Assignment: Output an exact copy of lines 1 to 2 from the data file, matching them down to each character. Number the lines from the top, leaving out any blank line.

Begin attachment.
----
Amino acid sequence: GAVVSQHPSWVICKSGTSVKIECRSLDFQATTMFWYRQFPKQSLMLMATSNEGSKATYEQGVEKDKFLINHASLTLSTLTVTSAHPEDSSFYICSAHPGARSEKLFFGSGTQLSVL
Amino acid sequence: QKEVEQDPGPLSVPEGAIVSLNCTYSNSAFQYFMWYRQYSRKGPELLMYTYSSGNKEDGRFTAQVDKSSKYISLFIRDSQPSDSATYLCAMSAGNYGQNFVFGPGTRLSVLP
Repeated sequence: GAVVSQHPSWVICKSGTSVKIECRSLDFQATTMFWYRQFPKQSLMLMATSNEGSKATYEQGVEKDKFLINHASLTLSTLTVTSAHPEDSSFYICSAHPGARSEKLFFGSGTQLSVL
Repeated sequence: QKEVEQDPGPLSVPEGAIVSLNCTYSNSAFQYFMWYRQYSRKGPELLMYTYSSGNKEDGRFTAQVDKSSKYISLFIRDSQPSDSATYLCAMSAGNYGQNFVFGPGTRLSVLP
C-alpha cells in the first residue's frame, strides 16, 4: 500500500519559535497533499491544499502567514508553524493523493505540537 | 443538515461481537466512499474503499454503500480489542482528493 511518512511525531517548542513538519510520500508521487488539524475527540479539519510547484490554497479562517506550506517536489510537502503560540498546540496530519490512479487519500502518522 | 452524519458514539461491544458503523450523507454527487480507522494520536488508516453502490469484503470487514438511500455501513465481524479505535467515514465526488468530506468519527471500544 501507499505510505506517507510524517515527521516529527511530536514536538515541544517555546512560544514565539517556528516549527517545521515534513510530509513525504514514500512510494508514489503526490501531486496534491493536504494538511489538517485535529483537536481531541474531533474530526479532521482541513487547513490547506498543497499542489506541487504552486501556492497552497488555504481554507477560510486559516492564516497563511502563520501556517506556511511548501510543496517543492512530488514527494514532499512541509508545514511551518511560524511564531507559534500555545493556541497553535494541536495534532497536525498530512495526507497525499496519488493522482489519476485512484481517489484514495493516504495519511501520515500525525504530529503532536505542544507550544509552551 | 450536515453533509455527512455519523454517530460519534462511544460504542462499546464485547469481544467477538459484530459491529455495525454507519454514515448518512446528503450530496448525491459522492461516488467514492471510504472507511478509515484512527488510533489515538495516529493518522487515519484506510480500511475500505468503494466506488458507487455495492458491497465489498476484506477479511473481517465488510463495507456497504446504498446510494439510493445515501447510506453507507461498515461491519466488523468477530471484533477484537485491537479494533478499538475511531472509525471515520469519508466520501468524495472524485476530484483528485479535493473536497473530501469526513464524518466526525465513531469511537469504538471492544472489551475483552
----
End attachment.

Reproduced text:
Amino acid sequence: GAVVSQHPSWVICKSGTSVKIECRSLDFQATTMFWYRQFPKQSLMLMATSNEGSKATYEQGVEKDKFLINHASLTLSTLTVTSAHPEDSSFYICSAHPGARSEKLFFGSGTQLSVL
Amino acid sequence: QKEVEQDPGPLSVPEGAIVSLNCTYSNSAFQYFMWYRQYSRKGPELLMYTYSSGNKEDGRFTAQVDKSSKYISLFIRDSQPSDSATYLCAMSAGNYGQNFVFGPGTRLSVLP